Something about that encounter at Simon’s house was so offensive to Judas that he turned on his master, teacher and Lord. Jesus’ defense of the woman’s wasteful largesse, somehow revealed Jesus as someone so different than who Judas thought he was or wanted him to be, that he became willing to hand Jesus over to the people who wanted to kill him.
History has not been kind to Judas. We Christians seem to have a vested interest in casting Judas as the personification of evil, or alternately, the pre-ordained fall guy who has to betray Jesus to fulfill the prophecies. Implicit in those caricatures of Judas is the notion that WE never would have done such a thing. But in the Mark account, Judas seems less like the personification of evil and more like a man blinded by his own righteousness. If there’s a shred of truth in that statement, it should hit very close to home for many of us. It should disturb us. After all, we are good Christians and many of us have worked hard over long periods of time to hone our ethical sensibilities, built our reputations as upright followers of Jesus, and avoided even the appearance of evil. The idea that our desire for righteousness might somehow keep us from following, serving, loving and worshiping Christ, to the point of becoming an enemy of Christ—that should both scare and convict us. It should make us think.
God, we are your imperfect followers. Help us to grow ever more into your likeness, to love as you loved us, to follow you even when it is costly. Help us to see and discern when our desire for righteousness leads us to do things that are more Judas-like than Christ-like. In the Spirit of our risen Lord. Amen.
In the church, we often turn to our hymns to think about who God is and how we should live. That’s exactly what Paul does in the second chapter of Philippians – he quotes a preexisting Aramaic hymn in his letter.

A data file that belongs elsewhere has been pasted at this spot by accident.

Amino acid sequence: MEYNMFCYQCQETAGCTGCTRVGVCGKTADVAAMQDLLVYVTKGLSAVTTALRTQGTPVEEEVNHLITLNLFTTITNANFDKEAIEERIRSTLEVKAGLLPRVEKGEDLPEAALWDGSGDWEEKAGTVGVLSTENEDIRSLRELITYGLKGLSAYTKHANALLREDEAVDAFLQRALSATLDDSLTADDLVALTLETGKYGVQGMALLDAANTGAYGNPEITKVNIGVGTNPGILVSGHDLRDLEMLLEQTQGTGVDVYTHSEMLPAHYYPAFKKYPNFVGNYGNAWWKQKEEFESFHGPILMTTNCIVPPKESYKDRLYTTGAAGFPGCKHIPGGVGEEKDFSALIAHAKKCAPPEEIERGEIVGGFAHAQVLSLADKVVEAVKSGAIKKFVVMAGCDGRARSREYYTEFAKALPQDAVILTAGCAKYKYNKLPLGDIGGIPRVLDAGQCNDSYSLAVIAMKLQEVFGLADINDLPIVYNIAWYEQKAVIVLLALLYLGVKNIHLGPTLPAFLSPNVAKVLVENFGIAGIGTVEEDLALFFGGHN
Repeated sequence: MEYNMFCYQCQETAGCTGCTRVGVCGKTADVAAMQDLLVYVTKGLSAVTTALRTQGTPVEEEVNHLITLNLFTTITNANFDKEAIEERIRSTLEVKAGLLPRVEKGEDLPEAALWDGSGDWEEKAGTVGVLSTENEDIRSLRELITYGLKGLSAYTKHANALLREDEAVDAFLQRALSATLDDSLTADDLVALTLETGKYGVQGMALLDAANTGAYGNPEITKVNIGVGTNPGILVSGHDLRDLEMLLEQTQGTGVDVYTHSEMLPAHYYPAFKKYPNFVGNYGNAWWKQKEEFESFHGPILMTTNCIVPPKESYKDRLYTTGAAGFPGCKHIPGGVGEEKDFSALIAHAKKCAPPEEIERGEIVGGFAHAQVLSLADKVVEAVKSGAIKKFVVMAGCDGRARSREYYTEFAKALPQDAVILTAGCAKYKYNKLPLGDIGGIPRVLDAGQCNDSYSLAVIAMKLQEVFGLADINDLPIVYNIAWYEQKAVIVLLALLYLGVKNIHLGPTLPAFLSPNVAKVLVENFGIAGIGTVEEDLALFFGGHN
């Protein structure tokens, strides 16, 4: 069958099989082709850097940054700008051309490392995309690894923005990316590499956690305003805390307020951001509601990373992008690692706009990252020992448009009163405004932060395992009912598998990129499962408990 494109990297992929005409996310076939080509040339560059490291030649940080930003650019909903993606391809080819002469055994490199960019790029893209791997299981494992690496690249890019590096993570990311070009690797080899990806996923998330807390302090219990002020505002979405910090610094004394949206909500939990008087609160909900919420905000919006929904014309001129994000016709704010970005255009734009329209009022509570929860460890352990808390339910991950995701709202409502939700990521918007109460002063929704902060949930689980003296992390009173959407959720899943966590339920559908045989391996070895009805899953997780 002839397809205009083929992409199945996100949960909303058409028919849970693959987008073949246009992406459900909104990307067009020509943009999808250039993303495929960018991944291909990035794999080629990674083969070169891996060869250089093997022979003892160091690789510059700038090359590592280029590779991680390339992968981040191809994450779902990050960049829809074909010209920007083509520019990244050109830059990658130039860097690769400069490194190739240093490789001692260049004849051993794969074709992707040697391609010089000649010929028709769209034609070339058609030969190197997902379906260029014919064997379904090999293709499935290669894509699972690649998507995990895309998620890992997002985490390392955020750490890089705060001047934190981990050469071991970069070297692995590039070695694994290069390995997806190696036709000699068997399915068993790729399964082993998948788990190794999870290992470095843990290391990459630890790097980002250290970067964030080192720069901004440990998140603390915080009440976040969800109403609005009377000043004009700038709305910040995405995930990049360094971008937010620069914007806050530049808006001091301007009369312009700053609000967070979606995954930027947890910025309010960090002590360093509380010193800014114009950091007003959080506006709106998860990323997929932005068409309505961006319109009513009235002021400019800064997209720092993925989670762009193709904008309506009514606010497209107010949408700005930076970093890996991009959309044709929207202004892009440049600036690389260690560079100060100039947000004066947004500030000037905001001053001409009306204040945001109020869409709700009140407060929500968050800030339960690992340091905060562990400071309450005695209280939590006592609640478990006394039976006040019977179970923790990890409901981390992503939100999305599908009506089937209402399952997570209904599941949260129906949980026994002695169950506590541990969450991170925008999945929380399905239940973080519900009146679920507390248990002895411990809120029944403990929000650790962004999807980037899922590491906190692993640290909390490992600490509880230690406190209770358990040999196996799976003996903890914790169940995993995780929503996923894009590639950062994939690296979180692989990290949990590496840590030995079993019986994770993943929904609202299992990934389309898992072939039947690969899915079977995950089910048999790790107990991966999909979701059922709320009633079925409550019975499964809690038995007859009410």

This passage is a beautiful connection between a discourse on the nature of Christ and how we should act as followers of Christ. In this epistle, Paul is writing to the church at Philippi. One of the issues he addresses in this letter is a petty and self-serving conflict within the church. Instead of simply telling the church that they need to shape up, Paul points to Jesus as the model of how they should live and relate to others.
Even though Jesus is “in the form of God,” he does not use that as an excuse to exploit his power, and acts with humility and self-sacrificing love. This is manifest in the incarnation – Jesus is willing to live with us despite our failings and mortality – and Jesus’ death on the cross. Because of Jesus’ humility, he is exalted by God. Jesus demonstrates an upside-down kingdom – one in which “the last will be first, and the first will be last (Matthew 20:16). In this kingdom, humility – not coercion – results in exultation and rejoicing in heaven. Jesus inverts our expectations by confronting the powers of sin and death not with more violence but by submitting even to death.
Paul suggests that since even Jesus – the Son of God – emptied himself so radically, we should also live with one another in love and humility, not acting selfishly, even “having the same love” as Jesus and considering others’ needs and interests before our own. As followers of Jesus, we must be transformed according to the nature of Christ.
The Psalmist bemoans the lowliness and reproachful nature of mankind. “My strength fails and my bones waste away; I am repulsive and an object of scorn and dread for others; I am forgotten, a broken vessel; my life is spent with grief; I hear the slander and whispering of many, as they scheme to take away my life.” Wow, this sounds like the ultimate in glass half-empty pessimism! How awful are these words, and how can there be any hope, with these kinds of thoughts?
I’m reminded of reading with my granddaughter about Lowly Worm. Life can be and IS the pits at times for the poor little guy, and of course for us. We all experience depths of struggle, pain, ill health, untimely death of loved ones, etc., at different points in life. It is our reality – and even unfairly more for some of us than others – where, oh where is God in our anguish?
But of course God indeed is always there, a lifter and supporter of Lowly Worm. The underdog’s hero! How can we not overcome, and how can we not believe? God is the creator, the author and shaper of our very lives. Hosanna in the highest, yes, dancing cherubs and dancing/prancing Lowly Worm with the jaunty hat and smile! Our LORD is in our worm-mobile with us! ZOOM!!!